Matthew Taylor: Once intertwined O’s careers take divergent paths

Brian Roberts and Jerry Hairston Jr. were once part of the same sentence in Baltimore, two much-talked-about second basemen living less than a mile apart during the offseason and competing for the same roster spot when it came time to play ball. They were the Pepsi Challenge of Orioles baseball - Roberts or Hairston? You decide. Considering the similarities between the players, a fan’s choice at second base largely became a matter of taste.

Here’s how a Washington Post writer described the competition between the two in May 2004: “The young second baseman is off to a fast start, an all-star-caliber start. He is getting on base at an impressive clip, playing marvelous defense, leading the league in stolen bases, propelling the Baltimore Orioles’ offense from the leadoff spot in the order. That was Jerry Hairston in May 2003, before he got hurt. That is Brian Roberts in May 2004, on the eve of Hairston’s return.”

In February 2005, the Orioles chose Roberts over Hairston, trading the latter to the Chicago Cubs as part of the deal that brought Sammy Sosa to Baltimore. The players’ career paths, once so intertwined, have diverged greatly ever since.

Roberts has enjoyed stability, spending his entire 11-year career with one franchise and, for all intents and purposes, at one position. He’s a two-time All-Star and holds the Orioles’ single-season record for doubles. He’s led the league in doubles and stolen bases in separate years. His career earnings will top $32 million when his current contract expires following the 2013 season.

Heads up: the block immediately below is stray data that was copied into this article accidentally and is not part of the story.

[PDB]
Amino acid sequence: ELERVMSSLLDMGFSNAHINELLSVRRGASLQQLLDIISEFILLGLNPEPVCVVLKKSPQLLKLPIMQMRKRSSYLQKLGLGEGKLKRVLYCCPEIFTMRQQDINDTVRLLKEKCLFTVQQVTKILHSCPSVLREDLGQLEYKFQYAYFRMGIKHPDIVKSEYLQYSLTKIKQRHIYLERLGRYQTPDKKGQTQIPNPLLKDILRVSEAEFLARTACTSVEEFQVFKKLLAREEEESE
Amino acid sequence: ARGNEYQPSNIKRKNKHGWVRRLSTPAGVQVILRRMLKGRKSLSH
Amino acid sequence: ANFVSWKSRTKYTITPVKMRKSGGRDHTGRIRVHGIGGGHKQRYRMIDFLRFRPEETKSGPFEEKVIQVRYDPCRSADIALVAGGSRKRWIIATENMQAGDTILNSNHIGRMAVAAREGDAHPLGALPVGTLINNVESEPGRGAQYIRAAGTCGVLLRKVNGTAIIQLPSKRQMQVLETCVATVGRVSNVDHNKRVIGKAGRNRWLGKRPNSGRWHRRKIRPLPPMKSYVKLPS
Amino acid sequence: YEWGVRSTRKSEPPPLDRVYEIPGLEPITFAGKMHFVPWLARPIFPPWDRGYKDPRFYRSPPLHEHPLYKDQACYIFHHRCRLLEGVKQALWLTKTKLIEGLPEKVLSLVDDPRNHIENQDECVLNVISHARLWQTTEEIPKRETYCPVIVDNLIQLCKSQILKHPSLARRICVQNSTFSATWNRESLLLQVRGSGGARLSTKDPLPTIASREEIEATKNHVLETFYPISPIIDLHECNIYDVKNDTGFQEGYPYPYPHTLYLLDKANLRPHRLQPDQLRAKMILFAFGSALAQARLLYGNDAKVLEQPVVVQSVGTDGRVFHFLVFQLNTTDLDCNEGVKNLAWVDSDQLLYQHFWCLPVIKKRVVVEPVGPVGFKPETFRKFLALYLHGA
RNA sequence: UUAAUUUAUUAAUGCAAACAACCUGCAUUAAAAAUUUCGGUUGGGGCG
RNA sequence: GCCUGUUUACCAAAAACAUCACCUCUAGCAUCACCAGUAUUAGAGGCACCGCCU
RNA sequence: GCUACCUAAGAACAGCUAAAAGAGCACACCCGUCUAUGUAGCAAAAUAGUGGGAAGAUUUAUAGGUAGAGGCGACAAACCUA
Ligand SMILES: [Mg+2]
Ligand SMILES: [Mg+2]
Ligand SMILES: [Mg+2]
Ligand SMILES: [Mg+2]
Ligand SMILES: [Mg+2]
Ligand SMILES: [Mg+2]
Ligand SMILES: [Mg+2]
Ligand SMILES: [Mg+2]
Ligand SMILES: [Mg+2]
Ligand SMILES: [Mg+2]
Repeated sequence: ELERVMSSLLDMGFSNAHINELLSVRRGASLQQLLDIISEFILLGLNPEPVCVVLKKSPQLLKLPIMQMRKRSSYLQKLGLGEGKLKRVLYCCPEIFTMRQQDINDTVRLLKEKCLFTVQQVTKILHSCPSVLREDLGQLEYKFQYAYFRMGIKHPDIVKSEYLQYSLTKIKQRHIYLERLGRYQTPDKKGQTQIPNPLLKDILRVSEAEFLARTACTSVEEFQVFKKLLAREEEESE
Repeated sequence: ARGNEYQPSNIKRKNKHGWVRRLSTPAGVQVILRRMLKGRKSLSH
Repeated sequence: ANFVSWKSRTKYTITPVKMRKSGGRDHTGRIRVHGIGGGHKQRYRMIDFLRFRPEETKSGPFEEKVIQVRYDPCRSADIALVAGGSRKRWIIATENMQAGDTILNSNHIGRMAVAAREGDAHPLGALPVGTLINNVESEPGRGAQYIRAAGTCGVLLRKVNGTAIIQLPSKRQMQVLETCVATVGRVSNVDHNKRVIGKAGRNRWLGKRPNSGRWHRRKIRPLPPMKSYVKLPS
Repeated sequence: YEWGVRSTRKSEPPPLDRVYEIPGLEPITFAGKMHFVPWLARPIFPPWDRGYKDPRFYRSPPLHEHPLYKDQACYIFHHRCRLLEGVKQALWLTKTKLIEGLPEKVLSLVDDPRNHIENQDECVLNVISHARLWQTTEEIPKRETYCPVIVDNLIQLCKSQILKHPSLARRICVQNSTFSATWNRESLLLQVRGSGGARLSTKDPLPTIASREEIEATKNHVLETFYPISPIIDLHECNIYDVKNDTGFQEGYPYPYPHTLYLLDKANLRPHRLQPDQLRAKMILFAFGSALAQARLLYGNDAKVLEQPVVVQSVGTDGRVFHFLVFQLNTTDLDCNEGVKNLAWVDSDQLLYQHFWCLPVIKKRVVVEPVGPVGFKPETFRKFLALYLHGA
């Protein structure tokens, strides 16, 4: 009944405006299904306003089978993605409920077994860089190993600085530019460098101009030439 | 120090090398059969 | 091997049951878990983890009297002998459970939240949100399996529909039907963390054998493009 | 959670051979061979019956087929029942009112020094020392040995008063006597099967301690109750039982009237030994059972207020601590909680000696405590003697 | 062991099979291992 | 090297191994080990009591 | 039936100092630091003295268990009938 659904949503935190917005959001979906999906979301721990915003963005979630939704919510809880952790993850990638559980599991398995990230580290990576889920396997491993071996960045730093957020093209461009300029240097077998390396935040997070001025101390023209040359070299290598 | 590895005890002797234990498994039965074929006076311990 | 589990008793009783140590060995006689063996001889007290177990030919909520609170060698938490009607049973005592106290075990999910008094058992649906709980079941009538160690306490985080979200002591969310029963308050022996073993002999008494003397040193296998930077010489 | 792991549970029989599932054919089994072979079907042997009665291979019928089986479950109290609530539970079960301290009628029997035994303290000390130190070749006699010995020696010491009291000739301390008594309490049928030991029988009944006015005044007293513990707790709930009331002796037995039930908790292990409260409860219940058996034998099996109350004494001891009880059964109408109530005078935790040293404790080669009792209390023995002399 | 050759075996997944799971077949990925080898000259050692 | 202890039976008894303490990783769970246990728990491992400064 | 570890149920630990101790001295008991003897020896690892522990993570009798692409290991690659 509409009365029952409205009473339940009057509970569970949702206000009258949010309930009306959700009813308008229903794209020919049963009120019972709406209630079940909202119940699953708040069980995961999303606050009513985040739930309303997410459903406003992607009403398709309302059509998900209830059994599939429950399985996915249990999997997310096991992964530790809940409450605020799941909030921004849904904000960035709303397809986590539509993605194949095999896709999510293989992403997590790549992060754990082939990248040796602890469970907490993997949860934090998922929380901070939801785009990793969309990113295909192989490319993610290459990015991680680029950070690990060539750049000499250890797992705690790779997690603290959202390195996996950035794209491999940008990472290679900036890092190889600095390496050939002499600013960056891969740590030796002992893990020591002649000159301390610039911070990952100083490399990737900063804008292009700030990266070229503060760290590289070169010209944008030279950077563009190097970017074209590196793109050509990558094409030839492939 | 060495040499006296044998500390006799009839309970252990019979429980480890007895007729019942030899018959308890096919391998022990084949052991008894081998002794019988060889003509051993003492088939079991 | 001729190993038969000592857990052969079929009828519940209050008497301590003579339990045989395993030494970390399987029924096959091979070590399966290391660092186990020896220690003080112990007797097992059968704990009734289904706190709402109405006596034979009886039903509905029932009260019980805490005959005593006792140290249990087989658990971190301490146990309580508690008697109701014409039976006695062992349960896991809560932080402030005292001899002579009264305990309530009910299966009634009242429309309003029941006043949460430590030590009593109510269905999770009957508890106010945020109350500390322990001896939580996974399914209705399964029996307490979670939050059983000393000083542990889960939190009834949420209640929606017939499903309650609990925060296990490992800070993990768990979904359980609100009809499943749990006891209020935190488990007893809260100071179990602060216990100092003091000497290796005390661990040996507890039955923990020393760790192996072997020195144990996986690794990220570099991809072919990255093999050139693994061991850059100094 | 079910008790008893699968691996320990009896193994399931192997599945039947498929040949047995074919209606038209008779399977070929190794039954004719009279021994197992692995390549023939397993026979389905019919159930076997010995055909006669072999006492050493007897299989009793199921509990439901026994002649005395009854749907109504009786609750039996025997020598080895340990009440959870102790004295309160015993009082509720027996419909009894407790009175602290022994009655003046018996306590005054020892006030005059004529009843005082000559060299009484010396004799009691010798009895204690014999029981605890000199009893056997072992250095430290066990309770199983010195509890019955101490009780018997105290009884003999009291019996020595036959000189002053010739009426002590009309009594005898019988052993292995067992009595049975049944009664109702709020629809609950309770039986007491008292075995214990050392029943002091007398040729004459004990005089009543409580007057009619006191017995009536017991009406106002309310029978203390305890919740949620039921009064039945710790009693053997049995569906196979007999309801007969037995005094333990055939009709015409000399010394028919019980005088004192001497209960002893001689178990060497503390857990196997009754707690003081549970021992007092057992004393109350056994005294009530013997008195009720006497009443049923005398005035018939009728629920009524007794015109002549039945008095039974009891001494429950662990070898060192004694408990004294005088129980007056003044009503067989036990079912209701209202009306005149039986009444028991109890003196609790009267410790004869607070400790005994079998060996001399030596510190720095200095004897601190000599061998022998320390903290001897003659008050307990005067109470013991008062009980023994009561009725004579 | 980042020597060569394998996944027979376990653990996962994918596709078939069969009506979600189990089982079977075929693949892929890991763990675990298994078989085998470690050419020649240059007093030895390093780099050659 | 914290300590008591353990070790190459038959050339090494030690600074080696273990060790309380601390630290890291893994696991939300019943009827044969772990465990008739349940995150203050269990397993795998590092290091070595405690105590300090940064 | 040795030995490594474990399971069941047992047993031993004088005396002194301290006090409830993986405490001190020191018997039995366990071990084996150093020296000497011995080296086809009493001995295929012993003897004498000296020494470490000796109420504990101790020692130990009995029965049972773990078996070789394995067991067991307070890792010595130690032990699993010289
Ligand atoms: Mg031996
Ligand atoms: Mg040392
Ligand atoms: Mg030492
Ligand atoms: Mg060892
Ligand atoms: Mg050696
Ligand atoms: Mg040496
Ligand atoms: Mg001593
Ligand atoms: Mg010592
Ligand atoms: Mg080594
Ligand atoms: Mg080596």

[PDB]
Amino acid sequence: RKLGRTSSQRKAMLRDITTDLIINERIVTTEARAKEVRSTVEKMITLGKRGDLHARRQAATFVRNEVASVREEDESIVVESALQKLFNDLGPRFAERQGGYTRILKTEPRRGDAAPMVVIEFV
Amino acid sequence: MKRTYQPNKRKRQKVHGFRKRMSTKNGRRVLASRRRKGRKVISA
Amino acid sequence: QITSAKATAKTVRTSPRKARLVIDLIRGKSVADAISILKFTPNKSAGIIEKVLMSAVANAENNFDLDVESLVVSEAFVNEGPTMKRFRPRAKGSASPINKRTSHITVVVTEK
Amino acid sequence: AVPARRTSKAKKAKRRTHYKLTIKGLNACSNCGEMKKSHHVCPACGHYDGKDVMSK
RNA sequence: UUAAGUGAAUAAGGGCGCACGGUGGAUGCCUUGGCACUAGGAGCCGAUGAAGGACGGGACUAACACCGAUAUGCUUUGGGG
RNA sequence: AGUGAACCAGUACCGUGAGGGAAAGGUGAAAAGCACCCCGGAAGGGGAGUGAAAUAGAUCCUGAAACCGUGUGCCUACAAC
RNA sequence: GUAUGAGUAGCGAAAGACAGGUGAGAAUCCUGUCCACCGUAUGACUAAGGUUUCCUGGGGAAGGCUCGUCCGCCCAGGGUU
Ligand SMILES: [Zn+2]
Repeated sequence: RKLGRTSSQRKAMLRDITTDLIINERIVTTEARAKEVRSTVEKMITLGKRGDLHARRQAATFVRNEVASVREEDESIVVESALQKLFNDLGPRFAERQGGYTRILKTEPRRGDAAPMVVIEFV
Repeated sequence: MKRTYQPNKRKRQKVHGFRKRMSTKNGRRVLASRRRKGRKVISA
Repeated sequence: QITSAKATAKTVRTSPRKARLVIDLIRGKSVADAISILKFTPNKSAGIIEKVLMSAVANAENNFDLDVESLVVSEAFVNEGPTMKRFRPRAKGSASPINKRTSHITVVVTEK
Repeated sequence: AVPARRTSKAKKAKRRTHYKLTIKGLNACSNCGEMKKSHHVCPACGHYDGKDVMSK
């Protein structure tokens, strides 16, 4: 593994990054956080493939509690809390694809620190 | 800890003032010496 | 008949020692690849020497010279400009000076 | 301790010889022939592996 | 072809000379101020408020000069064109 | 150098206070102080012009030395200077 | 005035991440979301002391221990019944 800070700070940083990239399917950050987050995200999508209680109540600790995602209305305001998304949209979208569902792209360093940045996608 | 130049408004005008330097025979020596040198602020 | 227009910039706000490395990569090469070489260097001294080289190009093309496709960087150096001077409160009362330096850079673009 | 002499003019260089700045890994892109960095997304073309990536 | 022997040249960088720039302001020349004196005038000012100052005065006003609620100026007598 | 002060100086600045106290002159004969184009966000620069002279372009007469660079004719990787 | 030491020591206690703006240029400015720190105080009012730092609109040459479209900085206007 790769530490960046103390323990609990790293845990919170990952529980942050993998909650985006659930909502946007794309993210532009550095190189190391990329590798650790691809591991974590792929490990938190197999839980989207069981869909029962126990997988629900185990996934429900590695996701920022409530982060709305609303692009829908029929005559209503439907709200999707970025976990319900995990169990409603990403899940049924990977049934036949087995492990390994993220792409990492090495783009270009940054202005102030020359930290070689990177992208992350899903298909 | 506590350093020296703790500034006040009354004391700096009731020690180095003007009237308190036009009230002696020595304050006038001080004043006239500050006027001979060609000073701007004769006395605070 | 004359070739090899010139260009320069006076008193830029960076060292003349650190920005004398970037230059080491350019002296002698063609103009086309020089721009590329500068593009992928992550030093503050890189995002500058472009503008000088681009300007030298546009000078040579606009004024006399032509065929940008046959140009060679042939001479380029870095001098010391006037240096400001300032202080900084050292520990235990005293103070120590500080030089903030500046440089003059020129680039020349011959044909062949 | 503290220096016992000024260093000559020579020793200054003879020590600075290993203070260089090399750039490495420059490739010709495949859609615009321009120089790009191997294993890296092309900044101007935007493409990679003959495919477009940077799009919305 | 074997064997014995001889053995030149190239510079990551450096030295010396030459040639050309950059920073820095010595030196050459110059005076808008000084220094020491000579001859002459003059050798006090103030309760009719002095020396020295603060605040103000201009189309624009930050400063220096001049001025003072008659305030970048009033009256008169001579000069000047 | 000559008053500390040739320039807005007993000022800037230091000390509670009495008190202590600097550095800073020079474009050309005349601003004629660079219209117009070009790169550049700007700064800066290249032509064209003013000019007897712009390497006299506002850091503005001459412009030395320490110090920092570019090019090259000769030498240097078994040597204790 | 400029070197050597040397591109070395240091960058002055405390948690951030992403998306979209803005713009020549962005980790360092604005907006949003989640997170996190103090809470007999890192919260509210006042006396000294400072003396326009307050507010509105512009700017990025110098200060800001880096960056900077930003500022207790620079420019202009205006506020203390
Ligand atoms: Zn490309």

Nevertheless, Roberts has never enjoyed a winning season much less a postseason appearance. He’s two years younger than Hairston, but his immediate and long-term futures are unclear due to a season-long battle with concussion symptoms.

Hairston’s career has been anything but stable. He’s played for seven different franchises since his seven years in Baltimore. He’s appeared at every position on the diamond except pitcher and catcher, and one senses he’d give those a try if it meant sticking with a club. He’s never been an All-Star, never led the league in an offensive category. His career earnings are a fraction of Roberts’. He’s been more of a face in the crowd than the face of a franchise.

Nevertheless, Hairston has played in six postseason games and has a World Series ring with the 2009 Yankees. Meanwhile, his Milwaukee Brewers club currently sits comfortably atop the National League Central standings.

Two men whose stories began in a fashion so similar that they could both be described by the same paragraph have ridden different narrative arcs ever since. One has become a story of stability featuring great individual success, the other an itinerant tale including the ultimate in team achievement. As the players wind down their respective careers in different cities, different divisions, and different leagues, it’s fair to wonder whose is the better story, Roberts’ or Hairston’s? You decide.

Matthew Taylor blogs about the Orioles at Roar from 34. His ruminations about the Birds appear as part of’s season-long initiative of welcoming guest bloggers to our site. All opinions expressed are those of the guest bloggers, who are not employed by but are just as passionate about their baseball as our roster of writers.

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